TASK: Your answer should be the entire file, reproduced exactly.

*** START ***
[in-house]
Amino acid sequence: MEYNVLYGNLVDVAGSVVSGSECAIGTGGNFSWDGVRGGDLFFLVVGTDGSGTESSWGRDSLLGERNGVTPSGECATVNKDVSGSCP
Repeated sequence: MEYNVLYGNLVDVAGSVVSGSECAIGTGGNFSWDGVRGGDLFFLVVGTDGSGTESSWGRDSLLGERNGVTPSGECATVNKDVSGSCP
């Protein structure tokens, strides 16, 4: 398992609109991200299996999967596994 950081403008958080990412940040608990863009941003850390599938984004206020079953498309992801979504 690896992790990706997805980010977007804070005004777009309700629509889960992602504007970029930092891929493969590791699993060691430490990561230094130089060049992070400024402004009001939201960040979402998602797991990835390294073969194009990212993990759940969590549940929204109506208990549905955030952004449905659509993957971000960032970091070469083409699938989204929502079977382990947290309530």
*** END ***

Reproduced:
[in-house]
Amino acid sequence: MEYNVLYGNLVDVAGSVVSGSECAIGTGGNFSWDGVRGGDLFFLVVGTDGSGTESSWGRDSLLGERNGVTPSGECATVNKDVSGSCP
Repeated sequence: MEYNVLYGNLVDVAGSVVSGSECAIGTGGNFSWDGVRGGDLFFLVVGTDGSGTESSWGRDSLLGERNGVTPSGECATVNKDVSGSCP
């Protein structure tokens, strides 16, 4: 398992609109991200299996999967596994 950081403008958080990412940040608990863009941003850390599938984004206020079953498309992801979504 690896992790990706997805980010977007804070005004777009309700629509889960992602504007970029930092891929493969590791699993060691430490990561230094130089060049992070400024402004009001939201960040979402998602797991990835390294073969194009990212993990759940969590549940929204109506208990549905955030952004449905659509993957971000960032970091070469083409699938989204929502079977382990947290309530």